Saturday, December 14, 2013

Catching up with Archie Week!

Growing up, my sister and I had hundreds of issues of Archie comics around the house and in various rooms. Stacks of floppy pamphlets as well as single and double digests were easily within arms' reach if we needed some quick entertainment or just felt like passing the time with some light reading.

The company that would become Archie began in 1939 as MLJ Comics, named for the first initials of magazine publishers Morris Coyne, Louis Silberkleit, and John Goldwater. Their initial offerings were of the popular genre of the day superheroes. The comics were largely derivative of more popular characters, though they were groundbreaking in introducing the first patriotic American superhero The Shield.

Eventually, a red headed teenager debuted in a back-up story in Pep #22 drawn by Bob Montana, and soon enough he proved so popular he not only got his own title but they named the company after him.

Archie Comics has long prided itself on its family values and strong editorial leadership. MLJ/Archie was one of the prime movers behind the creation and work of The Comics Code Authority, which for decades promised a level of quality of comic books according to some or perpetrated willful and retaliatory censorship according to others.

Also, because of the strong role of editors the company has a reputation (perhaps unearned) of not always being so generous with their creators. For instance, John Goldwater is credited with creating Archie sometimes, though other accounts give complete credit to artist Bob Montana and writer Vic Bloom. After Montana's death the main artistic duties fell to Dan DeCarlo, who created the very familiar Archie house style still used today and was the first artist to draw popular characters like Josie and Sabrina the Teenage Witch. Eventually, DeCarlo brought a lawsuit against the publisher over the characters of Josie and the Pussycats specifically, as DeCarlo claimed to have created them (he named Josie after his wife) and been shut out of licensing deals over the years.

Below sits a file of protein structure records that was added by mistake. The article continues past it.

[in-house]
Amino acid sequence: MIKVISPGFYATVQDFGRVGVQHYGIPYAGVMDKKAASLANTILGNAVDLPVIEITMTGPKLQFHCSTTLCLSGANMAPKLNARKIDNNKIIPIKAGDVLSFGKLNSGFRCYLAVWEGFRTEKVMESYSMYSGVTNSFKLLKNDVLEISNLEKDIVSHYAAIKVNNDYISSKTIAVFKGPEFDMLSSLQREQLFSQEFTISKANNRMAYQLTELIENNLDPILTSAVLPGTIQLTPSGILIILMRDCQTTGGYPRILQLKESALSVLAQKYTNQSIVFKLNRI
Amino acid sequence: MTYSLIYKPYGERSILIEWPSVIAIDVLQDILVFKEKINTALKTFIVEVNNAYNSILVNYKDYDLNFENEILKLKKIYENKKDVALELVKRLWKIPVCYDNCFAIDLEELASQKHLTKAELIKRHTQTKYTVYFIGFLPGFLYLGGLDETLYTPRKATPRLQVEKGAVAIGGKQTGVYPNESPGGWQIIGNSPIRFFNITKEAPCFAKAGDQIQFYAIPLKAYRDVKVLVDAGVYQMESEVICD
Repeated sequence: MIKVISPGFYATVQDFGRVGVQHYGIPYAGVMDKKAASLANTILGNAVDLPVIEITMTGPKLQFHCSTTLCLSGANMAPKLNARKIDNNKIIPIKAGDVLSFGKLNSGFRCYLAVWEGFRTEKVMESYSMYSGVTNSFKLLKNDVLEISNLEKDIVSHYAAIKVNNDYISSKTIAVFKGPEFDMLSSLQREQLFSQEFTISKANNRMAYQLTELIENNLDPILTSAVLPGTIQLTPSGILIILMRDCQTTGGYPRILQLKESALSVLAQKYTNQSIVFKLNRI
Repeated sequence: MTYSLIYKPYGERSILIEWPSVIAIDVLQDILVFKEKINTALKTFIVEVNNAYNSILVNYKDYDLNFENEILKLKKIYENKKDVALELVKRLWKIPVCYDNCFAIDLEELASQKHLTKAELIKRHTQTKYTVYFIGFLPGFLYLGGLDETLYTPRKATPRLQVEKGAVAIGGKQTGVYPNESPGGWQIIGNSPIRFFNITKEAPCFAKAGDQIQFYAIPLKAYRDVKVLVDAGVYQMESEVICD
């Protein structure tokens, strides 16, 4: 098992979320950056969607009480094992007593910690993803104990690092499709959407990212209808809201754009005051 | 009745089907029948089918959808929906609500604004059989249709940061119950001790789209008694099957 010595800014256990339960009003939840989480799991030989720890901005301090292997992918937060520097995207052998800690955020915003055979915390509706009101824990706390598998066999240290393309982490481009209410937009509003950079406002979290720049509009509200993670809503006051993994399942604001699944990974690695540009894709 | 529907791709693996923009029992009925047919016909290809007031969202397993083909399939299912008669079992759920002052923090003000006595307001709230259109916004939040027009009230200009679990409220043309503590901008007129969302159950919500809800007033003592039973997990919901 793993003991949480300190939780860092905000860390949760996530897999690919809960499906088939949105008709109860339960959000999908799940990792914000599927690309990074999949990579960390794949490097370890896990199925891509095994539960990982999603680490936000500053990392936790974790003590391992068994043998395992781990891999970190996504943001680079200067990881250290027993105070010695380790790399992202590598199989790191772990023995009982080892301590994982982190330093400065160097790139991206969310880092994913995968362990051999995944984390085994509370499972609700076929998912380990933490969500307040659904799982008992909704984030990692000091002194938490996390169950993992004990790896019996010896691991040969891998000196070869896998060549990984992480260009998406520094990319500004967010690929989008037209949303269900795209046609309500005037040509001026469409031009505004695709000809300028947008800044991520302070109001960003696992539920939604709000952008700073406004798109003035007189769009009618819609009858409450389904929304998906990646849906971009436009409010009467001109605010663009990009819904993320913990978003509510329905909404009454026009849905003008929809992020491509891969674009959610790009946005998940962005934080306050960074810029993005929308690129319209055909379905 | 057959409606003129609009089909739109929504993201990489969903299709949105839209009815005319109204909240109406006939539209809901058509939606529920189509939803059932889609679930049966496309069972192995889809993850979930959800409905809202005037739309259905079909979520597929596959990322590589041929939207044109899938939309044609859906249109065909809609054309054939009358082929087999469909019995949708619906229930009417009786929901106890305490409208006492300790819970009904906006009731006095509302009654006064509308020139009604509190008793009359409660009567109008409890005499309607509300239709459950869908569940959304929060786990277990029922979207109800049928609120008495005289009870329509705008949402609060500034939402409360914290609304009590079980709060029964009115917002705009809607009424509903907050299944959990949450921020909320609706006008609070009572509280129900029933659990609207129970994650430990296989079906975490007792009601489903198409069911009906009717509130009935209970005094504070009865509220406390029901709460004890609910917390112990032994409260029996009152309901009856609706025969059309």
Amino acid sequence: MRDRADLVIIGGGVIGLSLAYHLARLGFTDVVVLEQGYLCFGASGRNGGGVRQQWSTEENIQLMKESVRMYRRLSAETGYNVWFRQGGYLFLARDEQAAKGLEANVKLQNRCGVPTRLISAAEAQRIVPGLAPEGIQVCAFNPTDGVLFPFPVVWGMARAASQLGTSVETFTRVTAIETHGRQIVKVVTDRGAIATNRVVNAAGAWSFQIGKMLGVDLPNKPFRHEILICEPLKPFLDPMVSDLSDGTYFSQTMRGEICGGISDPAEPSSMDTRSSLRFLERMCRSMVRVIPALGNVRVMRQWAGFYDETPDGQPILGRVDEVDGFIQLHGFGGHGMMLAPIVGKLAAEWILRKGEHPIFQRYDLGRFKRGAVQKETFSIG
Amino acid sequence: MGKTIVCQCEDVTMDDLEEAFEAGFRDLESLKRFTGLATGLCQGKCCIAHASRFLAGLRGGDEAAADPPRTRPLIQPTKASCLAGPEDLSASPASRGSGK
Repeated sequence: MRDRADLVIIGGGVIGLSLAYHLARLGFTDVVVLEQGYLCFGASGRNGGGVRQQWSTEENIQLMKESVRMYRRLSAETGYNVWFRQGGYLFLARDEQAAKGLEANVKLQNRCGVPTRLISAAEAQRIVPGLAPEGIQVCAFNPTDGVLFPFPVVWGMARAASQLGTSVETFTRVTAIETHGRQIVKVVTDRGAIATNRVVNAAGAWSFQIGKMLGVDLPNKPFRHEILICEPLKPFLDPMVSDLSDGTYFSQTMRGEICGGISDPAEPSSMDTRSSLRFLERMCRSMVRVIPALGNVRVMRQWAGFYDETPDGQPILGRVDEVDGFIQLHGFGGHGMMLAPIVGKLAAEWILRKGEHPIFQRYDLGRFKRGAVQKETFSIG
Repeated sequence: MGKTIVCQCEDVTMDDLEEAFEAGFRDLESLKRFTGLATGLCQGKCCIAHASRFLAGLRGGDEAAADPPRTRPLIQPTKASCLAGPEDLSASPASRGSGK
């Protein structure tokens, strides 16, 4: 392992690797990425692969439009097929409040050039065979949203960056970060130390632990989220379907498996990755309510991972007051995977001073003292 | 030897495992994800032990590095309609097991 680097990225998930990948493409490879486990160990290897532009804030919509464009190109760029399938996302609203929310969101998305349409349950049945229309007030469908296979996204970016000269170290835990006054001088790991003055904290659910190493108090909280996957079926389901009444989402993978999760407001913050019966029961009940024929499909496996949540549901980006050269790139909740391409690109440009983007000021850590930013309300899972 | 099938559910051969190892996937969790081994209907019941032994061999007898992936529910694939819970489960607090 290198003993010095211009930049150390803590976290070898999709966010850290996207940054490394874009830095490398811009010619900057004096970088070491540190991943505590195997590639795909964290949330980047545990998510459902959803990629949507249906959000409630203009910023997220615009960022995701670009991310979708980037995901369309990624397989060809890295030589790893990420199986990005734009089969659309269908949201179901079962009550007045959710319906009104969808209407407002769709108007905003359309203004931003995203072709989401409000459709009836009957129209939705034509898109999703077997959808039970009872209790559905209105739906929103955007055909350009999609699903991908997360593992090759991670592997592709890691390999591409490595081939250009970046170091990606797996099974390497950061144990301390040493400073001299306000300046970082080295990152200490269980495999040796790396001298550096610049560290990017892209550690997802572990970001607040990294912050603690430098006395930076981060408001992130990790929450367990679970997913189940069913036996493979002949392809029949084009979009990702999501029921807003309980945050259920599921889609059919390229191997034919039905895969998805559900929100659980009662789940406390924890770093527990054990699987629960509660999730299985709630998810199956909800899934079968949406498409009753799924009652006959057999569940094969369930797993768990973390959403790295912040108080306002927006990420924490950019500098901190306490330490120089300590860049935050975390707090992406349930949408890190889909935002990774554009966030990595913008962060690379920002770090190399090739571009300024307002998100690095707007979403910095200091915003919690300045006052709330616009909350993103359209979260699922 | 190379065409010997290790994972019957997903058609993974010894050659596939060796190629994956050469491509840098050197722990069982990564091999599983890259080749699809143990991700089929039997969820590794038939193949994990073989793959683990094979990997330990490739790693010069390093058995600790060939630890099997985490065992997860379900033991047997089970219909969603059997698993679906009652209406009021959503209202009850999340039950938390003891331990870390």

The cast of Archie, Betty, Veronica, Jughead, Reggie, Moose, and Dilton have been around for decades, providing sitcom style humor and dating situations for younger readers. Their stories have been long associated with safe, homogenous entertainment that will offend none but amuse all.

As I have documented before, they have made overtures to update their characters some, by using YA authors to write stories or providing some more historical context and backstories, but lately they have made even bolder moves. For the next week, I will be looking at what the company has been up to in the recent past. I will be looking at various updates they have been doing to their characters, from introducing a more diverse cast, to venturing into producing more YA comics, to them even marrying Archie off and letting him be a grown-up. They even now have a series that is a straight-up horror book called Afterlife with Archie where zombies are slowly picking off the Riverdale cast, but I will get at that one perhaps at a later date once it's been collected.

It will be an interesting ride, so make sure you check in!

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